The success of Abe’s plans for a sustained economic recovery after two decades of stagnation depends on consumers, since they account for about 60 percent of gross domestic product. They have turned cautious as the sales tax rose and companies, including many that profited from the weaker yen, failed to raise wages enough to keep up with inflation.

Supermarket sales fell for a fifth straight month in August, following an April jump in the consumption tax to 8 percent from 5 percent. Wages adjusted for inflation fell 2.6 percent in August from a year earlier, the 14th straight monthly decline, the labor ministry reported....

“I’m definitely not happy about the weaker yen,” said Mikiko Kudoh, an office worker in Tokyo.
Consumers like Kudoh add to pressure on Abe, who must decide whether to raise Japan’s sales tax to 10 percent as planned next year. The increase this April plunged the economy into its deepest contraction in five years as the government tries to cap gains in the developed world’s highest debt burden.
Japan’s biggest employers, including Toyota Motor Corp., Hitachi Ltd. and Panasonic Corp., have benefited from the yen’s drop. A weaker currency makes their exports more competitive and increases the value of overseas earnings when converted into yen. Japanese companies’ pretax profit rose to a record ¥17.5 trillion ($161 billion) in the quarter ended March 31, data from the Finance Ministry showed.

12--Blame them! Biden blames US allies for ISIS, RT

“Our allies in the region were our largest problem in Syria,” he said, explaining that Turkey, Saudi Arabia and the UAE were “so determined to take down Assad,” that in a sense they started a “proxy Sunni-Shia war” by pouring “hundreds of millions of dollars and tens of thousands of tons of weapons” towards anyone who would fight against Assad.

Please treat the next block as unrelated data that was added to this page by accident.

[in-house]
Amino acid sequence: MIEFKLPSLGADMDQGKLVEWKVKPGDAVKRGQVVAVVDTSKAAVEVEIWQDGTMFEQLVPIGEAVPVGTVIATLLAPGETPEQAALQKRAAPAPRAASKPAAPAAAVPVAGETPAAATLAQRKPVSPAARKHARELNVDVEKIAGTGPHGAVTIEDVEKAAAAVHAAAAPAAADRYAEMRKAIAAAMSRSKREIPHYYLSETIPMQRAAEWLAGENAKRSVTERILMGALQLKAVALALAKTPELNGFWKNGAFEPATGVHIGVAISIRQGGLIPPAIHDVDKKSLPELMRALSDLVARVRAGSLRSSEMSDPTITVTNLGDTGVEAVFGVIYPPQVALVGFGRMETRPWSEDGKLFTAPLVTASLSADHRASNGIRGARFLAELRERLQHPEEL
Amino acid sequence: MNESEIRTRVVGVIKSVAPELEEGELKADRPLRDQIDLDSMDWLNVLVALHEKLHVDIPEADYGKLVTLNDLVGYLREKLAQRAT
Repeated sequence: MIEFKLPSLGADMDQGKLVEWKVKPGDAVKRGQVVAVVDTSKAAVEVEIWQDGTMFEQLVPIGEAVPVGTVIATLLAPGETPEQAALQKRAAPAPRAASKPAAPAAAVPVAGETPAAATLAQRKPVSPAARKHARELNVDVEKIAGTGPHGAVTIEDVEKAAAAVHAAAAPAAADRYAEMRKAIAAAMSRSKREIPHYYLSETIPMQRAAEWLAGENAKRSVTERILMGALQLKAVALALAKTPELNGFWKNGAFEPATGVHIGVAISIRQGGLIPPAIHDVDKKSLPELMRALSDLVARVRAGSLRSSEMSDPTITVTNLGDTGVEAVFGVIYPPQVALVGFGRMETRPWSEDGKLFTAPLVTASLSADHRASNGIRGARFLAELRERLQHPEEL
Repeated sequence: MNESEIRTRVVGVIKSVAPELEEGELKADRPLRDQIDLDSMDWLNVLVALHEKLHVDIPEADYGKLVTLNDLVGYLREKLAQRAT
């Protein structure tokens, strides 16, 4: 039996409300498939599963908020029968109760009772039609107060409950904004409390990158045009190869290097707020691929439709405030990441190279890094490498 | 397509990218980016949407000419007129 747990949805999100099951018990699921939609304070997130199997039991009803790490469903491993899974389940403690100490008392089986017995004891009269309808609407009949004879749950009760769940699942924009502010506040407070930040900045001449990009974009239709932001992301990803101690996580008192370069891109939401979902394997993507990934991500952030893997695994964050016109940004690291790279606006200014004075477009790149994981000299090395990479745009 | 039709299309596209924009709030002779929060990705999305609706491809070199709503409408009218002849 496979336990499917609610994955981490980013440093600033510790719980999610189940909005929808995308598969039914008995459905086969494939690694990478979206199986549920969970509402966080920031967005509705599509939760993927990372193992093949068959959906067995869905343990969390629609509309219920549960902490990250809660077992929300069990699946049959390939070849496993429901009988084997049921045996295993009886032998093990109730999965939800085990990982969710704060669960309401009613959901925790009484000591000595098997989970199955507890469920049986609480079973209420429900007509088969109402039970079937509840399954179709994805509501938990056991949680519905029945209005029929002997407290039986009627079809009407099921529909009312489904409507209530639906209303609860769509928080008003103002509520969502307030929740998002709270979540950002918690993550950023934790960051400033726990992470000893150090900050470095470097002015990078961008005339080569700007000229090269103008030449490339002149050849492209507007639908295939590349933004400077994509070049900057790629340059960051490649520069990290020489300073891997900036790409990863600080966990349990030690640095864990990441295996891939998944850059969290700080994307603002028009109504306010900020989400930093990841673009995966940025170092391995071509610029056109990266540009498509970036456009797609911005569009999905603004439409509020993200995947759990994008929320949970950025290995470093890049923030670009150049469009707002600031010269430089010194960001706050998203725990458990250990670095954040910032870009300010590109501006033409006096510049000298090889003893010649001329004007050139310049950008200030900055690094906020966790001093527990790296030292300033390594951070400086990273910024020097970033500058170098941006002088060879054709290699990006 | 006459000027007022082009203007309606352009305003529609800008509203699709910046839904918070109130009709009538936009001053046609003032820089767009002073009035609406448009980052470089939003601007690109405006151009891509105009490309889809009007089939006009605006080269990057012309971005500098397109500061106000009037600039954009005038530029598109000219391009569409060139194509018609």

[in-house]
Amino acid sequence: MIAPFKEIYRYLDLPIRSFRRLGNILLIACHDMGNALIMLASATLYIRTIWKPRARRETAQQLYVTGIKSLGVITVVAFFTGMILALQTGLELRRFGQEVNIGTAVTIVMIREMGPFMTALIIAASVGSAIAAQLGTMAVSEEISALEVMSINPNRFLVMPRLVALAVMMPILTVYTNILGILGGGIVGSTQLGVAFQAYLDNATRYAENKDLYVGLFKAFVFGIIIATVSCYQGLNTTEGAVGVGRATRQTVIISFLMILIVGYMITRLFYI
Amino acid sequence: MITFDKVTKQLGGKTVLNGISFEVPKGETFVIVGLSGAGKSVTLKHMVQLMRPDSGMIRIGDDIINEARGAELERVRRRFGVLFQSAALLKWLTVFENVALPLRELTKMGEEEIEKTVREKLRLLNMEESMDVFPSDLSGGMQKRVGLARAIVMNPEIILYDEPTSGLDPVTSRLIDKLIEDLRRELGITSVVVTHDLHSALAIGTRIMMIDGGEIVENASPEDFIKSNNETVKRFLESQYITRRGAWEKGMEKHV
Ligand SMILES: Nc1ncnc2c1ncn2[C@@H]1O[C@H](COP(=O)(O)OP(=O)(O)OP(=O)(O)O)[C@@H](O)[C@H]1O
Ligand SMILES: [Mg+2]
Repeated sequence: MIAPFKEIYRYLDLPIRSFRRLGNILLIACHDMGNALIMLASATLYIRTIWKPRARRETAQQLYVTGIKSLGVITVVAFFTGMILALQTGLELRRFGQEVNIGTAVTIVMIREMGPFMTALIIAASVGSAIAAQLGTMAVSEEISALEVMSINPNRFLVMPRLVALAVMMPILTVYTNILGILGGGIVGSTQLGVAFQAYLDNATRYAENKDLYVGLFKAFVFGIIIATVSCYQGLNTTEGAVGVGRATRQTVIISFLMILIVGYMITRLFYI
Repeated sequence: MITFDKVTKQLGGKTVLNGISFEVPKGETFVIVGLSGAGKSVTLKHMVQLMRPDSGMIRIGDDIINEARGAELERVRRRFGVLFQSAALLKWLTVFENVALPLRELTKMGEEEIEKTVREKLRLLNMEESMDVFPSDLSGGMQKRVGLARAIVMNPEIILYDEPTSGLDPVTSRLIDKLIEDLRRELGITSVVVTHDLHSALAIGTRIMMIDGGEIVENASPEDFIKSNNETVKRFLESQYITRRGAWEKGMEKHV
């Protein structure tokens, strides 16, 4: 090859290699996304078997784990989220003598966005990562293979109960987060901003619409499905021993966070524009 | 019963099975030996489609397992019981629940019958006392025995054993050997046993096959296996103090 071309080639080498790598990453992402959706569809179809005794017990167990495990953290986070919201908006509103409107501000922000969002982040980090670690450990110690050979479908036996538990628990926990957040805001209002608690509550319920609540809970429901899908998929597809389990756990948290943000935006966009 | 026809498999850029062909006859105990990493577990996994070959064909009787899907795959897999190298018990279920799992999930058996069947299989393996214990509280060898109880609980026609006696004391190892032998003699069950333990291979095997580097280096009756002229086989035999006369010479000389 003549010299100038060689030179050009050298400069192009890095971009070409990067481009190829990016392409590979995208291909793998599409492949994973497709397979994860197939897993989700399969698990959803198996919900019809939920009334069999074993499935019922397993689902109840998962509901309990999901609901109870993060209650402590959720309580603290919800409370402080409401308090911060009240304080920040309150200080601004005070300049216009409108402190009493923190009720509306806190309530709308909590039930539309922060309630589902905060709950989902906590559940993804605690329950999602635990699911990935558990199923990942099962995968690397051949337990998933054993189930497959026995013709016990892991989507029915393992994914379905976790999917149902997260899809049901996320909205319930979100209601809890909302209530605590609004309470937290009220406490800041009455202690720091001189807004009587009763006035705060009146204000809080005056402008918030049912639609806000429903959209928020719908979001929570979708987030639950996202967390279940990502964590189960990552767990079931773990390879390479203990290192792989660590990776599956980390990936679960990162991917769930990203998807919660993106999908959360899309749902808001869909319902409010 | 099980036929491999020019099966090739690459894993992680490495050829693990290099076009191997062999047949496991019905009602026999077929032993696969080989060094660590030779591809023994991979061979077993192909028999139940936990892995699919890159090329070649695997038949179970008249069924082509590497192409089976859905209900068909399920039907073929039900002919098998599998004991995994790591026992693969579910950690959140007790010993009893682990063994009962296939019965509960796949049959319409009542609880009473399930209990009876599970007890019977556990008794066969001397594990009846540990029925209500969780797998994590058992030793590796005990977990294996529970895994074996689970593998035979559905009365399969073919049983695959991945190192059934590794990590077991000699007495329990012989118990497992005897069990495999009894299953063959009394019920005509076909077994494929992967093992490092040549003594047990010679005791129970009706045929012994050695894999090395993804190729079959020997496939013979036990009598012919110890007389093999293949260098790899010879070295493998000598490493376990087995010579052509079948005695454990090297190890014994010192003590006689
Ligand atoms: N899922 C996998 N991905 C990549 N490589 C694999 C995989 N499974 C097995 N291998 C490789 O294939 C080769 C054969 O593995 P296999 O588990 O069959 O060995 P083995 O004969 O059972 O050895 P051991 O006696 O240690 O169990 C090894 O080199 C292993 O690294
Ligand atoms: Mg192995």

“And we could not convince our colleagues to stop supplying them,” said Biden, thus disassociating the US from unleashing the civil war in Syria.
“The outcome of such a policy now is more visible,” he said, as it turned out they supplied extremists from Al-Nusra Front and Al-Qaeda.

13--Biden Says US Forced EU Countries to Impose Sanctions Against Russia, ria novosti

14---Marines in Kuwait; Turkey joins US coalition---New steps to wider war in Middle East, wsws

While the Obama administration has sought to use the crimes of ISIS, such as the beheading of prisoners and the slaughter of minority religious groups, to sway public opinion in the United States, US allies like Saudi Arabia and the other Gulf despotisms have made it clear that they are mainly concerned with overthrowing Assad.
The latest recruit to the US-led “coalition,” the Turkish government of President Recep Tayyip Erdogan, was even more explicit about this goal, as the Turkish parliament voted Thursday for a measure to allow Turkish troops to enter Iraq and Syria and to permit foreign troops to use Turkish territory.
The new law would allow Turkish troops to create a buffer zone inside Syria to prevent refugees from crossing the border. It would also allow the US to use its airbase at Incirlik, near the Syria-Turkish border, to launch airstrikes against targets in both Syria and Iraq.

15---Ending ISIL threat, toppling al-Assad regime Hurriyet 

He also accused the “parallel state,” a term used to describe officials in the state apparatus loyal to U.S.-based Islamic scholar Fethullah Gülen, of attempting to “destroy legitimate and democratic politics.”